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Shuttle lands, next station trip up in air

Atlantis safely returns to Florida's Kennedy Space Center
Atlantis safely returns to Florida's Kennedy Space Center

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CNN's Miles O'Brien reports on the mission of STS 112 to the international space station (October 18)
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Atlantis astronauts Sandra Magnus, David Wolf and Piers Sellers take a break in space to field questions from CNN's Space Correspondent Miles O'Brien (October 11)
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Astronauts flying on the space shuttle describe what it is like to ride in the craft as it lifts off toward outer space (October 8)
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• Interactive: Shuttle Mission Guide 

• NASA: Human Spaceflight external link

(CNN) -- The space shuttle Atlantis touched down at the Kennedy Space Center in Florida on Friday, capping a nearly flawless mission in which the crew attached a $390 million girder to the international space station.

Yet unexplained problems from the shuttle launch and the catastrophic loss of a Russian rocket earlier this week could delay future manned flights to the space station.

In space, the 11-day shuttle mission went smoothly, including three spacewalks to install a 14-ton, 45-foot-long (14-meter) metal truss to the station.

The aluminum beam includes 15 miles (24 kilometers) of wiring, several radiators and a rail cart, which astronauts and a giant robotic crane will use in the future to move around the exterior of the modular outpost.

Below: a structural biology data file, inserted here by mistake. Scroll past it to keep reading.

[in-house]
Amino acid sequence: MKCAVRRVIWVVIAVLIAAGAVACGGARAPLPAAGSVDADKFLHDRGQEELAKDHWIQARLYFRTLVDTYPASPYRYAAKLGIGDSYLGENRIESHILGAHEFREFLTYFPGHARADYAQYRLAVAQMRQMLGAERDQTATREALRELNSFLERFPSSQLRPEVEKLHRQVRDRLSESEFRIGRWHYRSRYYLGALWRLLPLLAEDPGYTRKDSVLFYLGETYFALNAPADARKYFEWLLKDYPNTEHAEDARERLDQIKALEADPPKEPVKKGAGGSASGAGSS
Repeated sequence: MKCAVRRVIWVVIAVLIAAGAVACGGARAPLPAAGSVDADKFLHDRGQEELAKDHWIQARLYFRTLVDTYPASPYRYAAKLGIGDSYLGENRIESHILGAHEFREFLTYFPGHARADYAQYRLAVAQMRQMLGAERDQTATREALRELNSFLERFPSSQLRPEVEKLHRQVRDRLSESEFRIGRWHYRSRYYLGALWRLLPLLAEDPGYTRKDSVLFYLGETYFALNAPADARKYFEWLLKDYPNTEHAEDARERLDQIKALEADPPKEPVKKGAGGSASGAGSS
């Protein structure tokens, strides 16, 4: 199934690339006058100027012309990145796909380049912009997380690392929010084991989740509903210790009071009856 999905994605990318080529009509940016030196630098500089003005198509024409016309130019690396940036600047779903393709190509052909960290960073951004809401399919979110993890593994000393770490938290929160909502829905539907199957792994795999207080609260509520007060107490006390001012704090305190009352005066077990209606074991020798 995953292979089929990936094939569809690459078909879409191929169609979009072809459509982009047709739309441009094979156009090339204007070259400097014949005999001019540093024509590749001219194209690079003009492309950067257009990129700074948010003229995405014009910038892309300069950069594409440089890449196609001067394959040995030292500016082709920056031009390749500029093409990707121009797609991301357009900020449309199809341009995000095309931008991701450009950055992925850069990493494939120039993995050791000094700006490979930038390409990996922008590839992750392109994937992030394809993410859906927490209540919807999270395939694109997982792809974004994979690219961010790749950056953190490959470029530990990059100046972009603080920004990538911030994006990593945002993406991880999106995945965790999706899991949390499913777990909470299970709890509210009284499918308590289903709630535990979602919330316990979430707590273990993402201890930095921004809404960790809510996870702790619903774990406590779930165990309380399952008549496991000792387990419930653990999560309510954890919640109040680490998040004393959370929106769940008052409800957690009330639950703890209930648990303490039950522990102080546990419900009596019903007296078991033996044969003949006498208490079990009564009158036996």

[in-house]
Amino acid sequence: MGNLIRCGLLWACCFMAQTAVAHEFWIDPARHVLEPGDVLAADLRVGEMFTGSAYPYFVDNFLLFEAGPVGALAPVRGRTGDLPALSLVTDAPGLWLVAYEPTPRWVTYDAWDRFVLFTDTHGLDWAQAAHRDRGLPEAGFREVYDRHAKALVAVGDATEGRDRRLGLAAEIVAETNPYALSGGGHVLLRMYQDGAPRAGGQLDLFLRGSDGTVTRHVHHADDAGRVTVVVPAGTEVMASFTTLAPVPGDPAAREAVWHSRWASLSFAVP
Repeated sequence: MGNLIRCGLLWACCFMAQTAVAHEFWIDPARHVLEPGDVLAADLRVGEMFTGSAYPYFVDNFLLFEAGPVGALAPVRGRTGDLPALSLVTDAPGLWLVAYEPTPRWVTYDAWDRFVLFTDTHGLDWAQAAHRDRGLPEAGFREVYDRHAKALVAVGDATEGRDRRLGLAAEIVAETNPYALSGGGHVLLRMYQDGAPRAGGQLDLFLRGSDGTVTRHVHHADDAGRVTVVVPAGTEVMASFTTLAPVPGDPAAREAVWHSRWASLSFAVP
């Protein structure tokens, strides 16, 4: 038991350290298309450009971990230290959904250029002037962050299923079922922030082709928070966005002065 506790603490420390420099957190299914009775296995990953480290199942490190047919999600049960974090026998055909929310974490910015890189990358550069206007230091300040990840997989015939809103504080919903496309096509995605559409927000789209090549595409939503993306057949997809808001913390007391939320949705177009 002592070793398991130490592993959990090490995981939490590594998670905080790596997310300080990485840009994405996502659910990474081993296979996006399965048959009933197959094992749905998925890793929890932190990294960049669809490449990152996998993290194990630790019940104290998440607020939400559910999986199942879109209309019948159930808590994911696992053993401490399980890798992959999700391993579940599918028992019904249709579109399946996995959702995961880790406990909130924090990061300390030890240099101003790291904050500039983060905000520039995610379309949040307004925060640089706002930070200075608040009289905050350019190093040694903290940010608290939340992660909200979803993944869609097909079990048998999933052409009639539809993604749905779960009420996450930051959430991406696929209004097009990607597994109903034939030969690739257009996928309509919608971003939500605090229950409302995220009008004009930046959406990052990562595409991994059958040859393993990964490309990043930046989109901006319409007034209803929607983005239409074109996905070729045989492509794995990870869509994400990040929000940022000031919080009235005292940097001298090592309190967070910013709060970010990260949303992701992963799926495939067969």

The six Atlantis crewmembers were the first to fly in a shuttle since NASA grounded the entire fleet in June to repair hairline cracks found on the fuel lines of all four orbiters.

The Atlantis fliers, five NASA astronauts and one Russian cosmonaut, were also the first guests for the current space station residents, who arrived at the modular outpost the first week of June.

American Peggy Whitson and Russians Valery Korzun and Sergei Treschev plan to return home next month in the shuttle Endeavour, which will also deliver another 14-ton girder to the space station.

Future launches in doubt?

A minor launch glitch last week could possibly postpone the Endeavour launch, scheduled for November 10.

During lift off, explosive charges meant to blow off bolts attaching Atlantis to the launch pad detonated as planned, thus releasing the shuttle.

But backup explosives to ensure the bolts shatter did not go off. NASA would like to know why before the next shuttle launch and plans an investigation that could last weeks.

Shuttle managers expressed confidence that the probe would not delay the Endeavour flight. But problems in Russia could threaten the next scheduled manned mission to the space station.

Two Russians and one Belgian are slated to launch October 28 on a space station trip to deliver a fresh Soyuz, which serve as emergency escape capsules for the station residents.

Yet the Russian space agency said the mission might be delayed at least several days as it investigates the cause of a launch mishap involving a similar kind of rocket.

The unmanned Soyuz-U rocket, a cheaper version of the Soyuz that carries manned crews, exploded shortly after take off from the Plesetsk cosmodrome in northern Russia on Tuesday, killing one and injuring eight on the ground.

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